The quiet majesty of East Pyne was shattered on Thursday, April 14, as news spread across campus that Academy Award-nominated director Christopher Nolan was on campus shooting his upcoming film “Oppenheimer.” Hundreds of people crowded around the courtyard, some on the ground in the hot sun and others pressed against windows, jostling one another for the chance to glimpse a celebrity.
On one side, crowds formed around caution tape that extended from the courtyard’s eastern entrance all the way down Firestone Plaza to the University Chapel. On the other side, near Nassau Hall, a smaller group of students jockeyed for a view of the film set.
“Dude, I’m so missing class for this,” one student yelled to his friends. “It’s Christopher fucking Nolan!”
Uniformed Public Safety (PSAFE) officers manned orange barricades blocking the entrance to the courtyard as students swarmed towards the building.
“Two steps back, two steps back!” Production staff told the crowd.
Multiple students commented that it “felt like Lawnparties again,” referring to A$AP Ferg’s headliner performance last fall, when multiple students were injured as the crowd pushed towards the barricades around the stage.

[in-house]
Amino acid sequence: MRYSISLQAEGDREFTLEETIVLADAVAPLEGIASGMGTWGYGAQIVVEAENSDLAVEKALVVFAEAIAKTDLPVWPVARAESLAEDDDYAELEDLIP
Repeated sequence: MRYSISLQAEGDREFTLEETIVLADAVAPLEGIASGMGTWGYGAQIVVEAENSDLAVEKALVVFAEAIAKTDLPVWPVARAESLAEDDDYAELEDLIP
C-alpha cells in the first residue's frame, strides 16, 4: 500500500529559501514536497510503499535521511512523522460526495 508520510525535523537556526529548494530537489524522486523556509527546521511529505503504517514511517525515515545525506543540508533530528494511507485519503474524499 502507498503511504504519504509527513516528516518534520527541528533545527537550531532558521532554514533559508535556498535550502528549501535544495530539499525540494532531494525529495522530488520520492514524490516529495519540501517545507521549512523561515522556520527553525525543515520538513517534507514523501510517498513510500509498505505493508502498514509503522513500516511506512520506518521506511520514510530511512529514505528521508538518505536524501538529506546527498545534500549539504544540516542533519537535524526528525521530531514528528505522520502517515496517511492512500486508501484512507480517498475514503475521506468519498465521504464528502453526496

“The more you move around and push forward, the more they’re gonna come out here and yell at you!” one PSAFE officer told the crowd, asking them to stop.
Matt Damon, Cillian Murphy, and Jack Quaid stood close to the archway on the Firestone side of the building on breaks between takes. People on all sides were clamoring for the smallest glimpse.
“I counted at least three smiles from Matt Damon aimed personally towards me,” Fletcher Block ’25, told the ‘Prince.’
Paige Morton ’25, who scored a video with Matt Damon, said in an interview that “he was really nice and really willing to take pictures with students, which I thought was really cool.”
Rumors swirled that Florence Pugh, Emily Blunt, and Robert Downey Jr. were on campus, but that wasn’t true, according to crewmembers speaking to the crowd. One crewmember said Downey Jr. had left town after previous days of filming.
The film is based on the 2005 book “American Prometheus: The Triumph and Tragedy of J. Robert Oppenheimer” by Kai Bird and Martin J. Sherwin.